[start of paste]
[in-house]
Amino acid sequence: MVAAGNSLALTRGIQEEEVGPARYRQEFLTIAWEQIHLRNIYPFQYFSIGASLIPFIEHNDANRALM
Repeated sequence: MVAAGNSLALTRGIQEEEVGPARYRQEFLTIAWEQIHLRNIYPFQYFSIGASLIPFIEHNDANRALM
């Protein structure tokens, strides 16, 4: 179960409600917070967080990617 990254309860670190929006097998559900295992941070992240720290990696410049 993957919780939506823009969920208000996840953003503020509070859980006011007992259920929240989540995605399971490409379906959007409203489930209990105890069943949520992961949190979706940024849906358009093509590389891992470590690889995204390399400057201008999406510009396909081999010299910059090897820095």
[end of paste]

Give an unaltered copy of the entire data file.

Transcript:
[in-house]
Amino acid sequence: MVAAGNSLALTRGIQEEEVGPARYRQEFLTIAWEQIHLRNIYPFQYFSIGASLIPFIEHNDANRALM
Repeated sequence: MVAAGNSLALTRGIQEEEVGPARYRQEFLTIAWEQIHLRNIYPFQYFSIGASLIPFIEHNDANRALM
């Protein structure tokens, strides 16, 4: 179960409600917070967080990617 990254309860670190929006097998559900295992941070992240720290990696410049 993957919780939506823009969920208000996840953003503020509070859980006011007992259920929240989540995605399971490409379906959007409203489930209990105890069943949520992961949190979706940024849906358009093509590389891992470590690889995204390399400057201008999406510009396909081999010299910059090897820095």